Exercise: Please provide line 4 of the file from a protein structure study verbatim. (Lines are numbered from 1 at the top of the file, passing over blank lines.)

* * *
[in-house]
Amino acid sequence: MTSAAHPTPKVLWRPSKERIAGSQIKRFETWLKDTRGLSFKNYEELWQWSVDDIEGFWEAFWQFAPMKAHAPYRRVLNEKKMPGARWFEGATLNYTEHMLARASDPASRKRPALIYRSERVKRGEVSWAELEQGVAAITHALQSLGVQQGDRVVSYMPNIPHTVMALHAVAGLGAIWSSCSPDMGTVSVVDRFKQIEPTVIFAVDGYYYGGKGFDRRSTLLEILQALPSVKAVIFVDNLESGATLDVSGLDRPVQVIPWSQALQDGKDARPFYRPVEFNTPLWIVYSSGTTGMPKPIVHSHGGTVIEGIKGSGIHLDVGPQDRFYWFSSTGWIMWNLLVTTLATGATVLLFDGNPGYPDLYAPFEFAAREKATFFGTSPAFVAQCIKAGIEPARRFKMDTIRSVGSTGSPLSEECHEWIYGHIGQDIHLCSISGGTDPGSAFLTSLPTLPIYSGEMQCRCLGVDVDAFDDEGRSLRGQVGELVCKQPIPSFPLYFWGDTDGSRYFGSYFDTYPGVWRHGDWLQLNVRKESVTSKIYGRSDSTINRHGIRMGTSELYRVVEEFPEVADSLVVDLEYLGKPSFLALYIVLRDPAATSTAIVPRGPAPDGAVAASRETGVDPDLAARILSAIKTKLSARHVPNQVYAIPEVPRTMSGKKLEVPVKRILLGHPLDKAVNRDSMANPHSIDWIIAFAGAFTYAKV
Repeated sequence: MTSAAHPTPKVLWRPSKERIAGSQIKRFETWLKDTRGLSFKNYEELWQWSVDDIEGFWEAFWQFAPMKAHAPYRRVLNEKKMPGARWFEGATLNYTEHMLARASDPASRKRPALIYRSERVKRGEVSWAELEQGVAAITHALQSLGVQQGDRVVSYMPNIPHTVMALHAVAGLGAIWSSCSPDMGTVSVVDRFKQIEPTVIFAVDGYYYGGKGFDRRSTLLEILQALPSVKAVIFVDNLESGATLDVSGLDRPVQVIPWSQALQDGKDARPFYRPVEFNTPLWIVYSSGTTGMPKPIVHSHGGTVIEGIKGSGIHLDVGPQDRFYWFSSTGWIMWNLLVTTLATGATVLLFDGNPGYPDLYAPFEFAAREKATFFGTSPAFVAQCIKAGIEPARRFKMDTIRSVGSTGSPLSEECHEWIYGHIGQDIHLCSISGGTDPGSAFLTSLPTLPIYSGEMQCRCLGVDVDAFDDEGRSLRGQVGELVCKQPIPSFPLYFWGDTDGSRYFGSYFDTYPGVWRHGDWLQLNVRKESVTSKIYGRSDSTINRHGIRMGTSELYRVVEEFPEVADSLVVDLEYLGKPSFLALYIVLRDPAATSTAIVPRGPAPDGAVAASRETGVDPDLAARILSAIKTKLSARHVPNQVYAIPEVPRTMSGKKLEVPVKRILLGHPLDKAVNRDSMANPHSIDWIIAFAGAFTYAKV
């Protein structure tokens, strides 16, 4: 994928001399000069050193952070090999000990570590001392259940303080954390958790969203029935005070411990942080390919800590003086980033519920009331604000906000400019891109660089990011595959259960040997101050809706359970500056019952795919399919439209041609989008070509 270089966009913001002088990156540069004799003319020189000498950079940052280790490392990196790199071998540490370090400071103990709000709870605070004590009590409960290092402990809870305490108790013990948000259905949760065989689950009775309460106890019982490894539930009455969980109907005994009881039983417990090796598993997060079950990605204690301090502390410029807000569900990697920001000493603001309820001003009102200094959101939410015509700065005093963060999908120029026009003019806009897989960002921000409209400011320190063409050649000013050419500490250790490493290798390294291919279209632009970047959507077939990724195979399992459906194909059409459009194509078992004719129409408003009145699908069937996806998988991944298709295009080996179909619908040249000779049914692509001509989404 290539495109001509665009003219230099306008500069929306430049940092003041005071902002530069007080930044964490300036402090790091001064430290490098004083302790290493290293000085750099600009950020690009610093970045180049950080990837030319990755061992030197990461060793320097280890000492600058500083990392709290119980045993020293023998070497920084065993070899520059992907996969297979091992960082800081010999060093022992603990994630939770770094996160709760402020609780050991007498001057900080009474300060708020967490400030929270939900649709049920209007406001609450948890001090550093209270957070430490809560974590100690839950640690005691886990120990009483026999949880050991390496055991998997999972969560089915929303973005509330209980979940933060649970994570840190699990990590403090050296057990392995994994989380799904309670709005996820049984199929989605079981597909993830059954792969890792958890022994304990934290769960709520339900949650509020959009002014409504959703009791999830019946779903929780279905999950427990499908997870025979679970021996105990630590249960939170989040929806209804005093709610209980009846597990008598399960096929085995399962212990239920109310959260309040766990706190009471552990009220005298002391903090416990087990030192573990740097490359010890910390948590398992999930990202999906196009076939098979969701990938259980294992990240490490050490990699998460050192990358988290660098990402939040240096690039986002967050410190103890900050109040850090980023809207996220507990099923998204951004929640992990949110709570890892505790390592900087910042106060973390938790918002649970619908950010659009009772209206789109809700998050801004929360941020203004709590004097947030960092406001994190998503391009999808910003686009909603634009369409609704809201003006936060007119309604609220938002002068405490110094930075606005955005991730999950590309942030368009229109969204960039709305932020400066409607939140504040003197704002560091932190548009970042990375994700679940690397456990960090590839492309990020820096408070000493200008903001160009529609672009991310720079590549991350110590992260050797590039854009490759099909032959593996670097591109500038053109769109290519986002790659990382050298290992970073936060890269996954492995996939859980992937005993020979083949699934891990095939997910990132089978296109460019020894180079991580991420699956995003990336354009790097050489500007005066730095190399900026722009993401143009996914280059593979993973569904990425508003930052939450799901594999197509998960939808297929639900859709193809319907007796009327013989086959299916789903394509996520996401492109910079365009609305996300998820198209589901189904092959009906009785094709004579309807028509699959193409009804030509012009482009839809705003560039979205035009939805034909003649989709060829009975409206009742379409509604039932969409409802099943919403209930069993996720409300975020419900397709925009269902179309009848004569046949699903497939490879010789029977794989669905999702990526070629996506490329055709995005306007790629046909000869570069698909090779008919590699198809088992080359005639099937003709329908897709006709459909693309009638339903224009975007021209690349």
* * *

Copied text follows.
């Protein structure tokens, strides 16, 4: 994928001399000069050193952070090999000990570590001392259940303080954390958790969203029935005070411990942080390919800590003086980033519920009331604000906000400019891109660089990011595959259960040997101050809706359970500056019952795919399919439209041609989008070509 270089966009913001002088990156540069004799003319020189000498950079940052280790490392990196790199071998540490370090400071103990709000709870605070004590009590409960290092402990809870305490108790013990948000259905949760065989689950009775309460106890019982490894539930009455969980109907005994009881039983417990090796598993997060079950990605204690301090502390410029807000569900990697920001000493603001309820001003009102200094959101939410015509700065005093963060999908120029026009003019806009897989960002921000409209400011320190063409050649000013050419500490250790490493290798390294291919279209632009970047959507077939990724195979399992459906194909059409459009194509078992004719129409408003009145699908069937996806998988991944298709295009080996179909619908040249000779049914692509001509989404 290539495109001509665009003219230099306008500069929306430049940092003041005071902002530069007080930044964490300036402090790091001064430290490098004083302790290493290293000085750099600009950020690009610093970045180049950080990837030319990755061992030197990461060793320097280890000492600058500083990392709290119980045993020293023998070497920084065993070899520059992907996969297979091992960082800081010999060093022992603990994630939770770094996160709760402020609780050991007498001057900080009474300060708020967490400030929270939900649709049920209007406001609450948890001090550093209270957070430490809560974590100690839950640690005691886990120990009483026999949880050991390496055991998997999972969560089915929303973005509330209980979940933060649970994570840190699990990590403090050296057990392995994994989380799904309670709005996820049984199929989605079981597909993830059954792969890792958890022994304990934290769960709520339900949650509020959009002014409504959703009791999830019946779903929780279905999950427990499908997870025979679970021996105990630590249960939170989040929806209804005093709610209980009846597990008598399960096929085995399962212990239920109310959260309040766990706190009471552990009220005298002391903090416990087990030192573990740097490359010890910390948590398992999930990202999906196009076939098979969701990938259980294992990240490490050490990699998460050192990358988290660098990402939040240096690039986002967050410190103890900050109040850090980023809207996220507990099923998204951004929640992990949110709570890892505790390592900087910042106060973390938790918002649970619908950010659009009772209206789109809700998050801004929360941020203004709590004097947030960092406001994190998503391009999808910003686009909603634009369409609704809201003006936060007119309604609220938002002068405490110094930075606005955005991730999950590309942030368009229109969204960039709305932020400066409607939140504040003197704002560091932190548009970042990375994700679940690397456990960090590839492309990020820096408070000493200008903001160009529609672009991310720079590549991350110590992260050797590039854009490759099909032959593996670097591109500038053109769109290519986002790659990382050298290992970073936060890269996954492995996939859980992937005993020979083949699934891990095939997910990132089978296109460019020894180079991580991420699956995003990336354009790097050489500007005066730095190399900026722009993401143009996914280059593979993973569904990425508003930052939450799901594999197509998960939808297929639900859709193809319907007796009327013989086959299916789903394509996520996401492109910079365009609305996300998820198209589901189904092959009906009785094709004579309807028509699959193409009804030509012009482009839809705003560039979205035009939805034909003649989709060829009975409206009742379409509604039932969409409802099943919403209930069993996720409300975020419900397709925009269902179309009848004569046949699903497939490879010789029977794989669905999702990526070629996506490329055709995005306007790629046909000869570069698909090779008919590699198809088992080359005639099937003709329908897709006709459909693309009638339903224009975007021209690349």